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Stuttering and Emotional Reactions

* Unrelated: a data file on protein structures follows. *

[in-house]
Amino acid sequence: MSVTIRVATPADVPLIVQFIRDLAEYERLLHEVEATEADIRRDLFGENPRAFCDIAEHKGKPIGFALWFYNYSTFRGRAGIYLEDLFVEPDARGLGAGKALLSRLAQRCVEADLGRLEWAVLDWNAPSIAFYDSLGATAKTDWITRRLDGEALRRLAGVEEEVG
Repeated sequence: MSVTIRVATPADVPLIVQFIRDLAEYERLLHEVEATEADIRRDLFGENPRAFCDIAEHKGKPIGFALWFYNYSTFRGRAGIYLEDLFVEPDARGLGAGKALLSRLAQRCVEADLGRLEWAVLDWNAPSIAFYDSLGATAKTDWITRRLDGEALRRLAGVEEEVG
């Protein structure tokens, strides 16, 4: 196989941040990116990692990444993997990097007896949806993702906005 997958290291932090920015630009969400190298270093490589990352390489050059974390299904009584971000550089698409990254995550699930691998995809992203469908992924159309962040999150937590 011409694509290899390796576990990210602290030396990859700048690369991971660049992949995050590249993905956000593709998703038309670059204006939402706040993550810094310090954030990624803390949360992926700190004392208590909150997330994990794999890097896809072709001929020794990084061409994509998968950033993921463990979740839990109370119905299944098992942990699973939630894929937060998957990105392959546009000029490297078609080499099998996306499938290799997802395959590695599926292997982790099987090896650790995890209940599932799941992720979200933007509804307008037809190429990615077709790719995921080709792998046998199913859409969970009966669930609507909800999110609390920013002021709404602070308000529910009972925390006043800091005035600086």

Stuttering is a speech disorder that is characterized by part-word repetitions, prolongations, and blocking. The problem impacts approximately 5% of preschool and school-age children and 1% of the adult population throughout the world. Depending on the severity of the stuttering, the speaker’s age and culture, and the speaker’s coping responses, the condition can result in a highly restricted lifestyle and a variety of emotional reactions. The primary emotion is one of anxiety, particularly in social situations where verbal communicative is expected or required. The often moderate to high levels of anxiety experienced by children, adolescents, and adults who stutter may generate greater stress and resulting challenges for the speaker than the overt behavioral characteristics of stuttering. This entry provides an overview of the emotional ...

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